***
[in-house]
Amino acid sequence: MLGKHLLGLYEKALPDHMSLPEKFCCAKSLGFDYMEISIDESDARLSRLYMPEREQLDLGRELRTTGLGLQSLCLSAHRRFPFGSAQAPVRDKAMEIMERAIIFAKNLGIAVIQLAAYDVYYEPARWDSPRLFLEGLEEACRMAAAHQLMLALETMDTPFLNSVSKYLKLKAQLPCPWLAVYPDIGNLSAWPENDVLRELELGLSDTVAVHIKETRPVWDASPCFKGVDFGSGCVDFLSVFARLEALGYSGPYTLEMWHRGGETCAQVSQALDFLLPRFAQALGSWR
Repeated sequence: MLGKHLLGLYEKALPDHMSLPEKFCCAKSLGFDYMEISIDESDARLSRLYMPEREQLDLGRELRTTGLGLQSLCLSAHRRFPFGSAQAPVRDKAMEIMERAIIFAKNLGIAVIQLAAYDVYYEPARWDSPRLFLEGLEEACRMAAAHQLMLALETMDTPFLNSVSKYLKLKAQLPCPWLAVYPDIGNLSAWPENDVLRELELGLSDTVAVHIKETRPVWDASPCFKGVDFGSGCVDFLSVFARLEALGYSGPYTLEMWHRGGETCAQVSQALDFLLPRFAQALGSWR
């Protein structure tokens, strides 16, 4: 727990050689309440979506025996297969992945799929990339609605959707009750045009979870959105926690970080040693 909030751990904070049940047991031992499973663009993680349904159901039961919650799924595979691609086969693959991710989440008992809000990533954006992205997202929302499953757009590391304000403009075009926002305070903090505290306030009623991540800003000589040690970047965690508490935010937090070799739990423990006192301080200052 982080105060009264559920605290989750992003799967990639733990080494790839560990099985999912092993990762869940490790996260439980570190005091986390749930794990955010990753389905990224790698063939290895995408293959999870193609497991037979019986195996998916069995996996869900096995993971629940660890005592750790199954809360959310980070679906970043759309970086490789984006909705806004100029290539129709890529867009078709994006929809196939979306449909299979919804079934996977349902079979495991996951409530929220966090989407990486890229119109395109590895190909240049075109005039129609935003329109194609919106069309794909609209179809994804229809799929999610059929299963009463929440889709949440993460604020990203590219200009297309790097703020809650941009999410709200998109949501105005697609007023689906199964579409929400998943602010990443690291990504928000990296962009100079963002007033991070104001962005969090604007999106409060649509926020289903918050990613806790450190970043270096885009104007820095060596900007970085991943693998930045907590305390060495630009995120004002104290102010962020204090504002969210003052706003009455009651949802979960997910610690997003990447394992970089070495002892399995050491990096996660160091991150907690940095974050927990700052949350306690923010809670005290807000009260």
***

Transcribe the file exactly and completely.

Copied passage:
[in-house]
Amino acid sequence: MLGKHLLGLYEKALPDHMSLPEKFCCAKSLGFDYMEISIDESDARLSRLYMPEREQLDLGRELRTTGLGLQSLCLSAHRRFPFGSAQAPVRDKAMEIMERAIIFAKNLGIAVIQLAAYDVYYEPARWDSPRLFLEGLEEACRMAAAHQLMLALETMDTPFLNSVSKYLKLKAQLPCPWLAVYPDIGNLSAWPENDVLRELELGLSDTVAVHIKETRPVWDASPCFKGVDFGSGCVDFLSVFARLEALGYSGPYTLEMWHRGGETCAQVSQALDFLLPRFAQALGSWR
Repeated sequence: MLGKHLLGLYEKALPDHMSLPEKFCCAKSLGFDYMEISIDESDARLSRLYMPEREQLDLGRELRTTGLGLQSLCLSAHRRFPFGSAQAPVRDKAMEIMERAIIFAKNLGIAVIQLAAYDVYYEPARWDSPRLFLEGLEEACRMAAAHQLMLALETMDTPFLNSVSKYLKLKAQLPCPWLAVYPDIGNLSAWPENDVLRELELGLSDTVAVHIKETRPVWDASPCFKGVDFGSGCVDFLSVFARLEALGYSGPYTLEMWHRGGETCAQVSQALDFLLPRFAQALGSWR
């Protein structure tokens, strides 16, 4: 727990050689309440979506025996297969992945799929990339609605959707009750045009979870959105926690970080040693 909030751990904070049940047991031992499973663009993680349904159901039961919650799924595979691609086969693959991710989440008992809000990533954006992205997202929302499953757009590391304000403009075009926002305070903090505290306030009623991540800003000589040690970047965690508490935010937090070799739990423990006192301080200052 982080105060009264559920605290989750992003799967990639733990080494790839560990099985999912092993990762869940490790996260439980570190005091986390749930794990955010990753389905990224790698063939290895995408293959999870193609497991037979019986195996998916069995996996869900096995993971629940660890005592750790199954809360959310980070679906970043759309970086490789984006909705806004100029290539129709890529867009078709994006929809196939979306449909299979919804079934996977349902079979495991996951409530929220966090989407990486890229119109395109590895190909240049075109005039129609935003329109194609919106069309794909609209179809994804229809799929999610059929299963009463929440889709949440993460604020990203590219200009297309790097703020809650941009999410709200998109949501105005697609007023689906199964579409929400998943602010990443690291990504928000990296962009100079963002007033991070104001962005969090604007999106409060649509926020289903918050990613806790450190970043270096885009104007820095060596900007970085991943693998930045907590305390060495630009995120004002104290102010962020204090504002969210003052706003009455009651949802979960997910610690997003990447394992970089070495002892399995050491990096996660160091991150907690940095974050927990700052949350306690923010809670005290807000009260």